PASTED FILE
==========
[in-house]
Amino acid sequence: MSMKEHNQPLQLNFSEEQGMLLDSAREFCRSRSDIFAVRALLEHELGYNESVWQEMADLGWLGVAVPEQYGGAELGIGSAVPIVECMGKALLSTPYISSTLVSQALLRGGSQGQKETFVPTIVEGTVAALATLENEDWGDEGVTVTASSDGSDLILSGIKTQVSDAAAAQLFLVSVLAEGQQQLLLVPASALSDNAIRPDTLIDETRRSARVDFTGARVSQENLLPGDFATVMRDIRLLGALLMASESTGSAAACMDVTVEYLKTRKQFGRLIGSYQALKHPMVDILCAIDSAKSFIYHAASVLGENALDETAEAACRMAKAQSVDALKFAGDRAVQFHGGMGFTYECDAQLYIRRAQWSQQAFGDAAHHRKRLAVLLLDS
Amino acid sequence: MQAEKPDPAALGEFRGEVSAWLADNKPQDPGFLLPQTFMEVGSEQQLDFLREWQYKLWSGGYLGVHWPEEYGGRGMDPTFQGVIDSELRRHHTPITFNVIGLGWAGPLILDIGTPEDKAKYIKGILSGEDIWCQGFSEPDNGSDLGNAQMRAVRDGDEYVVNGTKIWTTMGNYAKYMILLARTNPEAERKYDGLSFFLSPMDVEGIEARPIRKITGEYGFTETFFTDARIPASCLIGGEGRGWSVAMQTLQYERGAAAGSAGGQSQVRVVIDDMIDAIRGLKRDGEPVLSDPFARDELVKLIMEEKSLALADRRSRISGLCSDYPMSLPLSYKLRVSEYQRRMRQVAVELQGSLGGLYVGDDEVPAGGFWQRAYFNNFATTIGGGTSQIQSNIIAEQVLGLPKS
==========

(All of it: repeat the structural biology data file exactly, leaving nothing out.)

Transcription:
[in-house]
Amino acid sequence: MSMKEHNQPLQLNFSEEQGMLLDSAREFCRSRSDIFAVRALLEHELGYNESVWQEMADLGWLGVAVPEQYGGAELGIGSAVPIVECMGKALLSTPYISSTLVSQALLRGGSQGQKETFVPTIVEGTVAALATLENEDWGDEGVTVTASSDGSDLILSGIKTQVSDAAAAQLFLVSVLAEGQQQLLLVPASALSDNAIRPDTLIDETRRSARVDFTGARVSQENLLPGDFATVMRDIRLLGALLMASESTGSAAACMDVTVEYLKTRKQFGRLIGSYQALKHPMVDILCAIDSAKSFIYHAASVLGENALDETAEAACRMAKAQSVDALKFAGDRAVQFHGGMGFTYECDAQLYIRRAQWSQQAFGDAAHHRKRLAVLLLDS
Amino acid sequence: MQAEKPDPAALGEFRGEVSAWLADNKPQDPGFLLPQTFMEVGSEQQLDFLREWQYKLWSGGYLGVHWPEEYGGRGMDPTFQGVIDSELRRHHTPITFNVIGLGWAGPLILDIGTPEDKAKYIKGILSGEDIWCQGFSEPDNGSDLGNAQMRAVRDGDEYVVNGTKIWTTMGNYAKYMILLARTNPEAERKYDGLSFFLSPMDVEGIEARPIRKITGEYGFTETFFTDARIPASCLIGGEGRGWSVAMQTLQYERGAAAGSAGGQSQVRVVIDDMIDAIRGLKRDGEPVLSDPFARDELVKLIMEEKSLALADRRSRISGLCSDYPMSLPLSYKLRVSEYQRRMRQVAVELQGSLGGLYVGDDEVPAGGFWQRAYFNNFATTIGGGTSQIQSNIIAEQVLGLPKS